As a Department of English, we educate students to become better readers, writers, listeners, and speakers. We teach students to read for an investigative comprehension of essays, stories, novels, plays, and poems. We encourage students not merely to read for literal meaning, but to think critically and interpretatively about an author's audience, premises, purposes, and rhetorical strategies. Our students learn to take pleasure in the construction of a writer's imagination. Our students learn to write not only by adhering to conventions of rhetoric, spelling, grammar, and paragraph structure, but also by finding and displaying their emerging voices in compositions that express clear, distinctive ideas. We teach our students to proofread, edit, and revise their work. Our students learn the principles of research: how to actively weigh the quality of sources and accurately document those sources. We shape our classroom into seminars where relatively small groups of students pay close attention to texts, learn to make perceptive contributions to class discussion, and listen to each other while inquisitively sharing responses to literature. In a climate of collaboration and respect, our students learn how to think, write, and speak independently with logic, conviction, and imagination.
The English Society
The English Society meets several times each academic year in order to expand the literary horizons of our students by introducing them to the work of writers 'on the scene' in today's literary world. Visiting authors and poets visit the school throughout the year, delivering workshops and feature readings.
The experience of English literature is inevitably one which we wish to nurture beyond the syllabus, and whilst Collegiate Schools students will be guided to the highest grades, each member of the Department strives to ensure that reading becomes an enjoyable fascination for our students. Thanks to the masterful organisation and endeavour of our faculty, each year features a range of Theatre Trips to the nearest location and beyond. And so, alongside such events the department also organizes a weekend spent attending talks by some of the finest living exponents of literature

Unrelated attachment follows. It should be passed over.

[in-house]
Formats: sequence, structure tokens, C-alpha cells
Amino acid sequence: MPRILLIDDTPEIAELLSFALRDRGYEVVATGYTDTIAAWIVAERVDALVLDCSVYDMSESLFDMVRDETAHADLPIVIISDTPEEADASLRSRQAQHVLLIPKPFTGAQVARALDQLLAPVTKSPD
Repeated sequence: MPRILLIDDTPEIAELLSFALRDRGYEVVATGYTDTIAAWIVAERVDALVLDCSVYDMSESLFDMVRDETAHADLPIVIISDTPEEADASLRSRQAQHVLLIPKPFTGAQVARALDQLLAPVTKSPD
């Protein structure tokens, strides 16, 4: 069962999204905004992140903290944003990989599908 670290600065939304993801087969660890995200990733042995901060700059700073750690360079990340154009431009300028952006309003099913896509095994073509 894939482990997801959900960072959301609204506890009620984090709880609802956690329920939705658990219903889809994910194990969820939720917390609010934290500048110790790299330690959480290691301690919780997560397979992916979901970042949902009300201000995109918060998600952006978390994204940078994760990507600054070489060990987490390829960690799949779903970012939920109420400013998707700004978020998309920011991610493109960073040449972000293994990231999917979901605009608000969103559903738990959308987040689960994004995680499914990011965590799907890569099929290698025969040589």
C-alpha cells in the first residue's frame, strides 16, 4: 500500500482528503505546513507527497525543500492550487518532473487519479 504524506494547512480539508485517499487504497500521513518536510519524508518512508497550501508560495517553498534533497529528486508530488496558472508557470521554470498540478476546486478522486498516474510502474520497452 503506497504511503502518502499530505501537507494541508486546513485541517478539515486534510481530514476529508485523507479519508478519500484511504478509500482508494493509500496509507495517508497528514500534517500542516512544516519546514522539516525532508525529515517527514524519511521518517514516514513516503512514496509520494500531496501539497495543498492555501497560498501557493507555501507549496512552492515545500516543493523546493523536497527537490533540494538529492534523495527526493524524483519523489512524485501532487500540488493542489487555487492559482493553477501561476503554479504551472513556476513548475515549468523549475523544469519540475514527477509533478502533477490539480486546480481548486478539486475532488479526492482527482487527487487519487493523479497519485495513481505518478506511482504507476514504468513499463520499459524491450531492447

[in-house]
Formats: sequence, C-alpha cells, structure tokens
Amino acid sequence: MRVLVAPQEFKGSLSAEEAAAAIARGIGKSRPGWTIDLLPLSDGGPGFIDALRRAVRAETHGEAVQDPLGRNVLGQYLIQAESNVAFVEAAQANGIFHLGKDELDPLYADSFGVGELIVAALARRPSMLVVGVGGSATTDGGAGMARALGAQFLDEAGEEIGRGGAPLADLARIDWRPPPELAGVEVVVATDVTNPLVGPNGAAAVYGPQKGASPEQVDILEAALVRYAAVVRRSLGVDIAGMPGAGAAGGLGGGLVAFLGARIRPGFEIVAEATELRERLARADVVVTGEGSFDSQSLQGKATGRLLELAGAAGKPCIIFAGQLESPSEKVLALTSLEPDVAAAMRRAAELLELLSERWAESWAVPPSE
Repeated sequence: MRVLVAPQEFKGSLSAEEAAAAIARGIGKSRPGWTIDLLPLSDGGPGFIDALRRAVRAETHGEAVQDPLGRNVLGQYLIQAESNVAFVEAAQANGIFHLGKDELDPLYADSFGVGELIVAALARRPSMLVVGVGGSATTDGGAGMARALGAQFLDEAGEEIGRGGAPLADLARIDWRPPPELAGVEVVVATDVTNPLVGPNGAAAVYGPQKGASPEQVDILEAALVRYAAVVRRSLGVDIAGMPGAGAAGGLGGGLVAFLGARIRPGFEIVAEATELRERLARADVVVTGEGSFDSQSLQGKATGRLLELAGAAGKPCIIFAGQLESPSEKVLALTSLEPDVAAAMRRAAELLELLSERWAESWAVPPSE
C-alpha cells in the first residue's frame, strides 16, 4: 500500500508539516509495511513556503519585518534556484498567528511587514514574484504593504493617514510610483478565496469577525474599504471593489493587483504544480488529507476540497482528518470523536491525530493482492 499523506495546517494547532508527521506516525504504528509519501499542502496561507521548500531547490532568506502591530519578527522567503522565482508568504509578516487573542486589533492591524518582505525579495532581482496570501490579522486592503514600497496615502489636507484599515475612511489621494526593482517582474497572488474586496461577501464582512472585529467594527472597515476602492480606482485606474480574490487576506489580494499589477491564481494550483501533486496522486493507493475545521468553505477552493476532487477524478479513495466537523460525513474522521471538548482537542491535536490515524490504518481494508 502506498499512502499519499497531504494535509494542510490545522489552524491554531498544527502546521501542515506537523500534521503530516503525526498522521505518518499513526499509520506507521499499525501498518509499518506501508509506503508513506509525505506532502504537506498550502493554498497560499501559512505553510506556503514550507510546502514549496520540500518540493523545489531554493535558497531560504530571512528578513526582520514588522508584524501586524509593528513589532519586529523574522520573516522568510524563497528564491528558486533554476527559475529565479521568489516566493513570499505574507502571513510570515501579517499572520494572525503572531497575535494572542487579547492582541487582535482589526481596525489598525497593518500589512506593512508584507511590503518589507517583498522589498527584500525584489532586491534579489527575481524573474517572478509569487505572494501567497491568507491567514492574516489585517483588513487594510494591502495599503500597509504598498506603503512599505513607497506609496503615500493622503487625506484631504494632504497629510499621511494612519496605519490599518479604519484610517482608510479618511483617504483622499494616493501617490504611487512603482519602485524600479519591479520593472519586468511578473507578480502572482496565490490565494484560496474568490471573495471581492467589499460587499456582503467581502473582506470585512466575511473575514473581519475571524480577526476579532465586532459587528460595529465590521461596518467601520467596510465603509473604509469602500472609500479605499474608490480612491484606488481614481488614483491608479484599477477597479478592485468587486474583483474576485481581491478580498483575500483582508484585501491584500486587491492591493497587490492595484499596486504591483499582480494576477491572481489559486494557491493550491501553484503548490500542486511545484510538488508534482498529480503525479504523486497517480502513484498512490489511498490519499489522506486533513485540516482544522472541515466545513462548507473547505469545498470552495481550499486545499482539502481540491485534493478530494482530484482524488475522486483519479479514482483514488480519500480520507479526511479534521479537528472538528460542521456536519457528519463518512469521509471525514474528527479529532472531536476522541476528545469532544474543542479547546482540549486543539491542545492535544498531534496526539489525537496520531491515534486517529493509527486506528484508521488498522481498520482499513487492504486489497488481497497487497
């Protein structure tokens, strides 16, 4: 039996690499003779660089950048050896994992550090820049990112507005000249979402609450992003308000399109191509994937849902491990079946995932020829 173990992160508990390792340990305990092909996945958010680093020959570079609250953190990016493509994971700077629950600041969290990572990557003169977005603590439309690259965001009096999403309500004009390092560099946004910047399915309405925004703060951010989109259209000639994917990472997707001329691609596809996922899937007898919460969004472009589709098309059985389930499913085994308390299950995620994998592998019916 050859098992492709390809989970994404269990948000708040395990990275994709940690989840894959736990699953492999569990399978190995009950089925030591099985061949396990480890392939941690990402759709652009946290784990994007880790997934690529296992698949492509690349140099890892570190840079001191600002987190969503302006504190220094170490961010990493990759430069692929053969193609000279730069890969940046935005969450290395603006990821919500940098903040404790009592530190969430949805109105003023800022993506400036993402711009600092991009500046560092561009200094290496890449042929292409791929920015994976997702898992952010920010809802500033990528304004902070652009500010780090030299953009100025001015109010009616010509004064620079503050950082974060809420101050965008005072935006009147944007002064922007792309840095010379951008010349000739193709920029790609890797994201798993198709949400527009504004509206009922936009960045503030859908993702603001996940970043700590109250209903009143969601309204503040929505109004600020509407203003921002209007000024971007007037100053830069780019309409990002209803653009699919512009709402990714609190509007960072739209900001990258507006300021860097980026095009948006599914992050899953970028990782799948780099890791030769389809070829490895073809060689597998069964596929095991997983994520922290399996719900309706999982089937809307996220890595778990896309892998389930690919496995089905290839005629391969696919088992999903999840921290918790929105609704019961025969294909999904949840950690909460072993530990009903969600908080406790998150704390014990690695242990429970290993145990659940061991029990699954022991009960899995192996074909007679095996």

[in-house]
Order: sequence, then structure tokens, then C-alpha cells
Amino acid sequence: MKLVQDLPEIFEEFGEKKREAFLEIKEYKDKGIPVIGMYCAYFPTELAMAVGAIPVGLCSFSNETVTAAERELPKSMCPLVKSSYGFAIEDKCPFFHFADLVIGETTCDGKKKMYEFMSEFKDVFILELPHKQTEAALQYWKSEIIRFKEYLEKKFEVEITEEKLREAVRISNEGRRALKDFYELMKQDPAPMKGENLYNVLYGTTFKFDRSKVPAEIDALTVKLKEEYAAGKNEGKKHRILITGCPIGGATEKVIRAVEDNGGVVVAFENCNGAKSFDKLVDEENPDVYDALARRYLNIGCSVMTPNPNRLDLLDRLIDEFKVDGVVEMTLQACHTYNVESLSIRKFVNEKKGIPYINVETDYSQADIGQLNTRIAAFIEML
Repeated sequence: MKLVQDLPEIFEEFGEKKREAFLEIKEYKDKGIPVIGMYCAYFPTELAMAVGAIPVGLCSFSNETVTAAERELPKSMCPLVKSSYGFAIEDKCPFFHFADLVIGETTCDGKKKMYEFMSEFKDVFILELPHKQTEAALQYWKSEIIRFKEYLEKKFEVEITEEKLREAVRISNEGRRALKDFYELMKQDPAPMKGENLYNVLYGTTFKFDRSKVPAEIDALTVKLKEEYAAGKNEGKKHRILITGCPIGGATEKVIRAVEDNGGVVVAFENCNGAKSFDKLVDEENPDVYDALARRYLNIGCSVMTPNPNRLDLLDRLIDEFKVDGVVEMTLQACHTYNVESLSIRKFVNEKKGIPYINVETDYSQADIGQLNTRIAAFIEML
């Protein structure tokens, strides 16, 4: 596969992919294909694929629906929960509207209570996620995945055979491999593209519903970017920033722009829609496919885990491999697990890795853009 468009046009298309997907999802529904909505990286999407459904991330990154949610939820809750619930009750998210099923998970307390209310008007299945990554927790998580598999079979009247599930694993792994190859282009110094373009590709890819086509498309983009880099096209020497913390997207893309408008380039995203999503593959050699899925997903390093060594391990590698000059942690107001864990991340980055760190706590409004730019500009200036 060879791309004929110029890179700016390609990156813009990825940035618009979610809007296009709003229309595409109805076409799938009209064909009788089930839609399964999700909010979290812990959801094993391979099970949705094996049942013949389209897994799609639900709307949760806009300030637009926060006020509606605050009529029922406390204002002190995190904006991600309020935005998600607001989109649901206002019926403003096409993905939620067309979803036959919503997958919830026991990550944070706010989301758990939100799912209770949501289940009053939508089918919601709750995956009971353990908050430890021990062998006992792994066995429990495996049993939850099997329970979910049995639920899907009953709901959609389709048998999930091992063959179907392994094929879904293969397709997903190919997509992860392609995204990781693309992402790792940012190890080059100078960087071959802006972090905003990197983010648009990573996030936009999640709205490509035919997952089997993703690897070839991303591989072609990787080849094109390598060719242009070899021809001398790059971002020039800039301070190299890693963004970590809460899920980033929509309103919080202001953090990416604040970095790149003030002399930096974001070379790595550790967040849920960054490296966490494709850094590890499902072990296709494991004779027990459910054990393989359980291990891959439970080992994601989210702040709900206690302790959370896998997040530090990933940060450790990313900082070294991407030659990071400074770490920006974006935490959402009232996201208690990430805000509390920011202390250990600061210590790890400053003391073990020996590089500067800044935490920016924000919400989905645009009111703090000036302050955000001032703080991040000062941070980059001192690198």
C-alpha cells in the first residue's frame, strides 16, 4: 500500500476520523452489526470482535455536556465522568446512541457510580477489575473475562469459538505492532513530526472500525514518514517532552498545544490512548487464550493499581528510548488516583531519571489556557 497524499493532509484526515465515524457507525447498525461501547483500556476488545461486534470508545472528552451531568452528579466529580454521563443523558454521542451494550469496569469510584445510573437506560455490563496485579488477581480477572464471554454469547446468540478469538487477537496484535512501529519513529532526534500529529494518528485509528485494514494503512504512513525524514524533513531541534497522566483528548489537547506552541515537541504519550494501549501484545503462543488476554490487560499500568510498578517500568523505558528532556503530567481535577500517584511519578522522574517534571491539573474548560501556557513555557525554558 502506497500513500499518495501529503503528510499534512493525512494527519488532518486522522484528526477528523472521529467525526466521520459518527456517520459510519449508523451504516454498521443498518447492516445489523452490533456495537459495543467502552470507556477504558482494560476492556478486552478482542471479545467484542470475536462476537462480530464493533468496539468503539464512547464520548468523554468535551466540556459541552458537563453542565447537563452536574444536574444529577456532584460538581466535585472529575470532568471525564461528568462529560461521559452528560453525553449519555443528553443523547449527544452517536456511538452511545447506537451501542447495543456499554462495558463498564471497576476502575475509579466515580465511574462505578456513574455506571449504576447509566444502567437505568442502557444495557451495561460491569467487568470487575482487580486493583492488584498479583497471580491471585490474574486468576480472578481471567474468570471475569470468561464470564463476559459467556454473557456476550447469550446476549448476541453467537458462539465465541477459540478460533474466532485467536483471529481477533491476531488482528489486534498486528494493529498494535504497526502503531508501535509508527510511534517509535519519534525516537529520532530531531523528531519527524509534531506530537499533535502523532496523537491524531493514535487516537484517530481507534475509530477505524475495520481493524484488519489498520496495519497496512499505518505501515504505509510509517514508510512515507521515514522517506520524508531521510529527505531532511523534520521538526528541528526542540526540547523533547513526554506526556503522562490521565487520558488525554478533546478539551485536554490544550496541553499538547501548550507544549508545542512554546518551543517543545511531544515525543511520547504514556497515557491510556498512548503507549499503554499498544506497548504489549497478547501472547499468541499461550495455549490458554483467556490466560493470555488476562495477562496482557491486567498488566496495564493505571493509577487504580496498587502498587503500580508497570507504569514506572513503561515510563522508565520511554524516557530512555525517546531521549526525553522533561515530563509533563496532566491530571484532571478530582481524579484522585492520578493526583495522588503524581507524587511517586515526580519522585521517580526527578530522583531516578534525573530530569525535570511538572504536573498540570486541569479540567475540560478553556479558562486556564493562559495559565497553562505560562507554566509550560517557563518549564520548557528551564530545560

Access to a foreign language brings personal and intellectual satisfaction. It opens up opportunities for meeting people of other nations, experiencing different environments and cultures and taking up residence and work in another area of the world.
At a basic level, language is a means of communicating and receiving messages, of allowing individuals to meet and form friendships and associations. Language enables people to pursue their talents and skills to express their thoughts, ideas and feelings. It also satisfies the intellectual needs of creating order and sense, of the use of memory and reasoning. At another level, the creative use of the imagination can be satisfied, for example in the appreciation of literature.
Every nation values its identity and its language and wishes to preserve and continue its traditions. Knowledge of another people's language makes their existence as real as our own and so we come to evaluate ourselves in comparison with other individuals, social groups and systems.
As a Language Department, we have clear aims and a duty to encourage our students to use their languages for personal and social satisfaction, for use in commercial and diplomatic contexts and for entry into other nations' work forces. With a good working knowledge of other languages our students can become true Indians and global citizens.
All pupils in the middle and secondary schools at Collegiate Schools study modern foreign languages - students are expected to study at least one of the following foreign language, many take two languages:
Students who speak other languages are encouraged to take a formal qualification in these languages and assistance for private tuition for this can be arranged where required. Languages commonly taken include Italian, Russian, Chinese and Japanese.
Beyond The Classroom
Modern Languages Society
The Modern Languages Society meets two or three times a term for presentations from outside speakers on a variety of topics.
Overseas Language Trips
There are annual homestay trips to towns in France, Germany, Spain and China. All students are encouraged to spend at least two weeks at some stage in the country whose language they choose to study.
Geography is the only academic discipline to pursue an understanding of mankind's place in the physical environment and, as such, the remit of the geographer is wide. On the one hand, for example, he might impinge on the territory of the astrophysicist, analysing the influence of cycles in the orbit of the earth on climatic change while, on the other, he might trespass on the stamping ground of the economist and the politician, analysing patterns of inner urban deprivation.